Simone Biles, Olympic Gold Medal winning gymnast, said, “Practice creates confidence. Confidence empowers you.” She’s right. The problem is when an athlete can’t translate his or her performance in practice to the competition surface. This can frustrate coaches and baffle players. What is going on here?
Everyone is looking for an edge in sports. Coaches seek out any possible advantage that could boost their team’s performance. Athletes will go to great lengths to test to limits of their potential. The qualities that were once lumped together as intangibles are becoming tangible. Quickly emerging as the latest trend in sports science, sport psychology is bridging the gap in evaluating and developing athlete’s “no longer tangibles.” Optimism is one such edge.
Athletes are often sabotaged by their own worries, doubts, and fears. Feeling threatened is among the worst. When athletes view their circumstance as a threat their confidence goes out the window. They get nervous. Consequently they play tight, hesitant, and weak. What if you could help your athletes turn those threats into opportunities?
In our efforts to increase productivity, we find the strangest places to get work done. A friend posted on Facebook yesterday that he was working from the back of his SUV in the parking lot of a big box store while others did the shopping. I’ve written a blog post while zipping across Scotland by rail. Another friend of mine works in an open office space where nothing separates her desk from her coworkers’. Yet, every environment isn’t suited for productivity.
Nearly half of Americans will embark on a new set of goals this week (i.e. New Year’s Resolutions). According to the stats, the vast majority of people who make resolutions will fail to reach their goals – 92%. Furthermore, 24% fall short year after year. That reminds me of the definition of insanity (doing the same thing and expecting different results). Are you one of these people? If so, you likely have a flaw in your achievement strategy. If you’ve struggled to achieve your goals, allow me to show you how to overcome the most common stumbling blocks.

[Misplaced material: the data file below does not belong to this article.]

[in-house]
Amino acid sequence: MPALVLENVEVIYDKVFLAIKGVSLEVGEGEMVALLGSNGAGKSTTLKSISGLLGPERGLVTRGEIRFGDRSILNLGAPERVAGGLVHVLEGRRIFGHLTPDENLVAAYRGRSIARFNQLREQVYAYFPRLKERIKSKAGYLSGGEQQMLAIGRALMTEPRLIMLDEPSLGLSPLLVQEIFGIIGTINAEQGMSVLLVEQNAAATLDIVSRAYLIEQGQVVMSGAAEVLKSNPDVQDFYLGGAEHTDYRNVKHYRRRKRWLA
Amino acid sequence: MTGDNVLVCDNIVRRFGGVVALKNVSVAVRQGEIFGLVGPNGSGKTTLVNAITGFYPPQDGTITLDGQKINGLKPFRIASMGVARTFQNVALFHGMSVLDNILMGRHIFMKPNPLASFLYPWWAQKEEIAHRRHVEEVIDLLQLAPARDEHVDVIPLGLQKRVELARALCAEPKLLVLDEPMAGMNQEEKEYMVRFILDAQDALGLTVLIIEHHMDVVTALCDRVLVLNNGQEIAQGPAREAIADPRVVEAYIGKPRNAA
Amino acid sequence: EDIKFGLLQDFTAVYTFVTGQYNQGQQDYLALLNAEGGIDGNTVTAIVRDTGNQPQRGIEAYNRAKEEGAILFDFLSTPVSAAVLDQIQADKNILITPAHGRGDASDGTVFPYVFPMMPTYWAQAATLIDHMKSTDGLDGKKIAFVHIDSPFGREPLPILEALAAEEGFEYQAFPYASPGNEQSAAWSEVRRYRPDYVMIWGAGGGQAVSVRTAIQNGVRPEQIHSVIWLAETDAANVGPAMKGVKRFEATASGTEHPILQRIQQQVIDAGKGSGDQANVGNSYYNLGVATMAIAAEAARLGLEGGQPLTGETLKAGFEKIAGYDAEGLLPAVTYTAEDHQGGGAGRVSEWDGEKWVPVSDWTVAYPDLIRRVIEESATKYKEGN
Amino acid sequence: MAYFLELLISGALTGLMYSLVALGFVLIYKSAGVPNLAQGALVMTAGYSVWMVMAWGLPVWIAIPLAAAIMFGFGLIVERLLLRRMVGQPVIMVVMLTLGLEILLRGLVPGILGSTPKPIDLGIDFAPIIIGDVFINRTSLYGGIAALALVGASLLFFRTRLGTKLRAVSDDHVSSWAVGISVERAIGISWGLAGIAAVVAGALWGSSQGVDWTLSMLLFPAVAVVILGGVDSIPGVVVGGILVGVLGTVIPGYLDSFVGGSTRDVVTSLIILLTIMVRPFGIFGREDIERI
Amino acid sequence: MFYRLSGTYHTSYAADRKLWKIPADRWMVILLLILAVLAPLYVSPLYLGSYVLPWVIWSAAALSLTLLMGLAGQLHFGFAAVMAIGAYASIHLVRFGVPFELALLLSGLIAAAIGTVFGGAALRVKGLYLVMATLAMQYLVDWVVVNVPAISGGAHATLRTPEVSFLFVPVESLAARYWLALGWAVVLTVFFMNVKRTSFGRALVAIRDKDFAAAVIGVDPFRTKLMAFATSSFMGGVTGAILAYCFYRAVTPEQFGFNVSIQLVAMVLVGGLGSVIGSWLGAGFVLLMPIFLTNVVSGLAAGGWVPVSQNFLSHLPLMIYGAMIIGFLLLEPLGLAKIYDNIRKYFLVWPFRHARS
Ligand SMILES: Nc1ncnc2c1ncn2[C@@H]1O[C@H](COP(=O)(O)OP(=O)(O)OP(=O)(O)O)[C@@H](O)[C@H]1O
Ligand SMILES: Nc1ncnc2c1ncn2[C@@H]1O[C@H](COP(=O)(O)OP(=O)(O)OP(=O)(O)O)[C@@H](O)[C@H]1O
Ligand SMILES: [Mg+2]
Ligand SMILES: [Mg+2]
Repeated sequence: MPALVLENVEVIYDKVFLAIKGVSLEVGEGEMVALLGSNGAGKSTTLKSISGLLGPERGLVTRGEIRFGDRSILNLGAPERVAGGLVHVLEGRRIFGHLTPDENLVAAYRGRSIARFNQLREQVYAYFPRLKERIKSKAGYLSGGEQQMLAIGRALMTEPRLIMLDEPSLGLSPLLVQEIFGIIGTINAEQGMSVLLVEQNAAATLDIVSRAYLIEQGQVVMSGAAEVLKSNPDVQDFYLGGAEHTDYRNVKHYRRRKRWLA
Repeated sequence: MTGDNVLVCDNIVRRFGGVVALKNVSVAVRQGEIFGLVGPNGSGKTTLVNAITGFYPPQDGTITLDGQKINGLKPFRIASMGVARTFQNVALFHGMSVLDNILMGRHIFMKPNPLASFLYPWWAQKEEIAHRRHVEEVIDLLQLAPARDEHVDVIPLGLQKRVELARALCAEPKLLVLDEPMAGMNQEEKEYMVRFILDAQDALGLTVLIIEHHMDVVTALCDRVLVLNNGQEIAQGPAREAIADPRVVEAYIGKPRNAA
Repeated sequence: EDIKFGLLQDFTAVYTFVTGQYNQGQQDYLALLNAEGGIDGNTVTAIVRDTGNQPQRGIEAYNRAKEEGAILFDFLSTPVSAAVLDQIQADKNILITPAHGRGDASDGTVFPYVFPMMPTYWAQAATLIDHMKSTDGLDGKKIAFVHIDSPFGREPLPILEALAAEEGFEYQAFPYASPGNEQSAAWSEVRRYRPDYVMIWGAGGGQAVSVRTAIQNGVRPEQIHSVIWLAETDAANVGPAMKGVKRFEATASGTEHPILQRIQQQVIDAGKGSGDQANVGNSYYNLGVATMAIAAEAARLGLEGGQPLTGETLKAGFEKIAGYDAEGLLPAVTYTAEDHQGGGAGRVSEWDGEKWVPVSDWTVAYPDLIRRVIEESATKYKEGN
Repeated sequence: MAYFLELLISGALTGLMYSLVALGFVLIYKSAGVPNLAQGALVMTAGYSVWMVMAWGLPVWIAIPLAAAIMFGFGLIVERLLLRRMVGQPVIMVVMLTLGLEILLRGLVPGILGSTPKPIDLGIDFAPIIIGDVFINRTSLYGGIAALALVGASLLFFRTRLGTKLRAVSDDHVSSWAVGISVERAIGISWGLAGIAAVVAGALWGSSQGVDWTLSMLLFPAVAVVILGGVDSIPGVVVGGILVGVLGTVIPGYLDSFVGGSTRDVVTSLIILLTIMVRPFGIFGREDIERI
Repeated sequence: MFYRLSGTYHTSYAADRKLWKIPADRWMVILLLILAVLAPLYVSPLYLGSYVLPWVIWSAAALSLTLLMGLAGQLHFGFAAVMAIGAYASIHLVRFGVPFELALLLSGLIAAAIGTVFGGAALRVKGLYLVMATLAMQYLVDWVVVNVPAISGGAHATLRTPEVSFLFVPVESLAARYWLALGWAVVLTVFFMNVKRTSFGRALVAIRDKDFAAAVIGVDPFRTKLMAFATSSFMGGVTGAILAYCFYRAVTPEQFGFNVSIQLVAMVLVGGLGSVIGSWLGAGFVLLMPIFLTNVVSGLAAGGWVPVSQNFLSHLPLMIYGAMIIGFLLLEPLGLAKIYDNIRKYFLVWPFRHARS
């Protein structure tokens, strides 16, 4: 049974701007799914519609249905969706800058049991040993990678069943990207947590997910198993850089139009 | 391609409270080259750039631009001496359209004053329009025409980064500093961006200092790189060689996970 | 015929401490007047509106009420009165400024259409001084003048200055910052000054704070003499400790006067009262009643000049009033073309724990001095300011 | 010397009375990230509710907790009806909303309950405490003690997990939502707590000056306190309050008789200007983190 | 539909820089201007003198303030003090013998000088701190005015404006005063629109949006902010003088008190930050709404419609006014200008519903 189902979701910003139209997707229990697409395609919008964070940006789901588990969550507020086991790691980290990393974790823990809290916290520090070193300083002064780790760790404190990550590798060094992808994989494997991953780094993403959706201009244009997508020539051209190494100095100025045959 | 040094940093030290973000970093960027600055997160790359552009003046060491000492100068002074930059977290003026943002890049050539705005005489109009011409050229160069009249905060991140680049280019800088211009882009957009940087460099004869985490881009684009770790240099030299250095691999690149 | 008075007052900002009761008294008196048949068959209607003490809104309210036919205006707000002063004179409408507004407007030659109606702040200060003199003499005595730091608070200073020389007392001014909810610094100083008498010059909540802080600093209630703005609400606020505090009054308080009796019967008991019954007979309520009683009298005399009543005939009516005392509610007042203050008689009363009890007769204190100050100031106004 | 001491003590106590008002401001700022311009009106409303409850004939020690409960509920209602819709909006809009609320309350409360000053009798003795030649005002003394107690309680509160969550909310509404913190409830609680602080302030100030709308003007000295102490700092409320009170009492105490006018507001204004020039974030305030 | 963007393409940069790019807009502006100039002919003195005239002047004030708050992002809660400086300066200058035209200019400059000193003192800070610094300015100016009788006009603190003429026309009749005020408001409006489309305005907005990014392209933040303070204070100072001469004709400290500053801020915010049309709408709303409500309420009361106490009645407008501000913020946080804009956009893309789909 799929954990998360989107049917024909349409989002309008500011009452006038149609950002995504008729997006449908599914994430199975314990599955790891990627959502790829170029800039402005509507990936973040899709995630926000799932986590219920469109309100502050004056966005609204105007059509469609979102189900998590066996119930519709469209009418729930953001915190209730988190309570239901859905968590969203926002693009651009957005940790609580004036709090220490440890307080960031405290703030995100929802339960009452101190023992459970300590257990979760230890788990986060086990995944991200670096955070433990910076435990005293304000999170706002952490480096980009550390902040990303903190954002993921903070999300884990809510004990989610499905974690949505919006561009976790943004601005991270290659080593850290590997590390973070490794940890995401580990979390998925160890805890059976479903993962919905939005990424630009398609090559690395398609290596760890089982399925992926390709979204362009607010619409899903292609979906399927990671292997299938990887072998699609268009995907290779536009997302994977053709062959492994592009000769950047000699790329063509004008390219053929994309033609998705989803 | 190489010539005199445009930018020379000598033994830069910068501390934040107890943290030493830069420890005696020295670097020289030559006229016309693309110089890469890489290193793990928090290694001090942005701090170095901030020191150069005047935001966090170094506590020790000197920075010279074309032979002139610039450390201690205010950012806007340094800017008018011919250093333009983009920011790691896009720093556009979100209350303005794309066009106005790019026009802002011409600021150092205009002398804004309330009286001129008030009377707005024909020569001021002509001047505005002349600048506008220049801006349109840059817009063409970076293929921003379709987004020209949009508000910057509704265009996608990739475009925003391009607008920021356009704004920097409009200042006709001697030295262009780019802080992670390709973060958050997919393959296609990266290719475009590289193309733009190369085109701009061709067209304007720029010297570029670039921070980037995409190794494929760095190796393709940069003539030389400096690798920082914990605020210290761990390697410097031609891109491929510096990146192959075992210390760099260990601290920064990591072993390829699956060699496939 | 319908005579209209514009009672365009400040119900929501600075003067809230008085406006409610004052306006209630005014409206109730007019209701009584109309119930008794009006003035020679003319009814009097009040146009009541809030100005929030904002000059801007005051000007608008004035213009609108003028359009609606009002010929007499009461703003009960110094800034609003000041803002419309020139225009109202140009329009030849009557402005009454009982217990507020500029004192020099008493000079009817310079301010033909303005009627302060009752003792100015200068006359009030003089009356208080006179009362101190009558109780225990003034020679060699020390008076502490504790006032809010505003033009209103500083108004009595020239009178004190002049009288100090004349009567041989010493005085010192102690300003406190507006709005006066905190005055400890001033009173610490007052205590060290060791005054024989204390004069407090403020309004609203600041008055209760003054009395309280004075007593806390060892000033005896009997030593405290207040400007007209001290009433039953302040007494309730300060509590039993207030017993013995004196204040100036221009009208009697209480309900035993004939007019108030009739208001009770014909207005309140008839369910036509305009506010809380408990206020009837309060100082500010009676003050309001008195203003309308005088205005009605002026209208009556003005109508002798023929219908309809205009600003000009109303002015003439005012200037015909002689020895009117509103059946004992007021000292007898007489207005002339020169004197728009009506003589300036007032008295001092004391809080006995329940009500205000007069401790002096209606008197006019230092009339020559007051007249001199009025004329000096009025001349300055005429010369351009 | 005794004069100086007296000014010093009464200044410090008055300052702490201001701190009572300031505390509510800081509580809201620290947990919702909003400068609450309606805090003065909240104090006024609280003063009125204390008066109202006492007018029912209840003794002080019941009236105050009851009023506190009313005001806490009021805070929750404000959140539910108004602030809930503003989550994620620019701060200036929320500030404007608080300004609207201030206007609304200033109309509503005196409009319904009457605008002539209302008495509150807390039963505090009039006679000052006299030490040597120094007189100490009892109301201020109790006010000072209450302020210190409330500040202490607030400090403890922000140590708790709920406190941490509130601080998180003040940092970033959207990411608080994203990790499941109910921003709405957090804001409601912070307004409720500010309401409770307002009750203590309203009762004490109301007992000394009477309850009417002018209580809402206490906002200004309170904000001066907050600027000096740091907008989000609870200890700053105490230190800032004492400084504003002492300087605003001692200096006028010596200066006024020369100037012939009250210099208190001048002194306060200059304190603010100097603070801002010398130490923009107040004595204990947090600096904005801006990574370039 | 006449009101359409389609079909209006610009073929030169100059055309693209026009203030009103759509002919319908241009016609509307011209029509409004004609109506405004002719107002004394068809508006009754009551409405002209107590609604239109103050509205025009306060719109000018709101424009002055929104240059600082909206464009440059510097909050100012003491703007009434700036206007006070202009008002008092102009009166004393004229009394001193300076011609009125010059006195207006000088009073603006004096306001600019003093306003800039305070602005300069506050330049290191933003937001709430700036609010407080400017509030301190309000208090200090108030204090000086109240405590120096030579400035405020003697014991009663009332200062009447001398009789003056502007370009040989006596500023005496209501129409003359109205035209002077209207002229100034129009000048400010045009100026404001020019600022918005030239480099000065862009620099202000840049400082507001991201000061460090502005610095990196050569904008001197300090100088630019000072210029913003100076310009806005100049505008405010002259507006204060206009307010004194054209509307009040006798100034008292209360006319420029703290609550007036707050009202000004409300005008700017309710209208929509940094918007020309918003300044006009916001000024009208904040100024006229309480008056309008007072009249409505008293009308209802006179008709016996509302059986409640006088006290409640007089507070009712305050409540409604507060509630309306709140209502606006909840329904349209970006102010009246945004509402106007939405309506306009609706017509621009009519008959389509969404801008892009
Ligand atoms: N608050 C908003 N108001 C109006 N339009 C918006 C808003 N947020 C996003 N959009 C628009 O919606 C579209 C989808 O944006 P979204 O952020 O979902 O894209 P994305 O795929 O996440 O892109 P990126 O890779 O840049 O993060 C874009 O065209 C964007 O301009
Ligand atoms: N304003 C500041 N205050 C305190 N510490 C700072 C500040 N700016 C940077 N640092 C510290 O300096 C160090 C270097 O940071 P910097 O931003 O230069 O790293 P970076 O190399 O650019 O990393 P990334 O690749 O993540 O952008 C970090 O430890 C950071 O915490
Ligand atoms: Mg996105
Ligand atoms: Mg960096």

It is time to let your voice be heard. I want to make sure my content does the best possible job of answering your needs and interests. And that means I need to know a little more about you. To do that, I’ve created my 2015 Reader Survey.
Would you please take a few minutes to fill out the survey? Ultimately, you’ll be helping yourself. Why? Because you will be helping me create content that is more relevant and meaningful for you.
Your input is very important to me. I’ve made this survey easy to fill out. It is only 10 questions. The results are completely anonymous. I would be so grateful for your input.
Click the button to take my quick survey.
Thanks in advance for your help!
Recently, I was asked to hand off a training event that I usually lead to a few of my colleagues. After they took the reins, we sat down to discuss how they did with the first event. During the discussion, I found myself getting slightly frustrated that important details were overlooked and the message wasn’t as crisp as we wanted it to be.
It was then that I realized I had withheld information that would have been helpful to my colleagues. This wasn’t intentional. Perhaps I’d mentioned a few ideas and suggestions. However, I’d assumed that my colleagues had paid attention to the strategies I used to connect to the audience, the illustrations I gave that resonated with the group and the questions I asked to bring people into the conversation. I made an assumption, a dangerous one.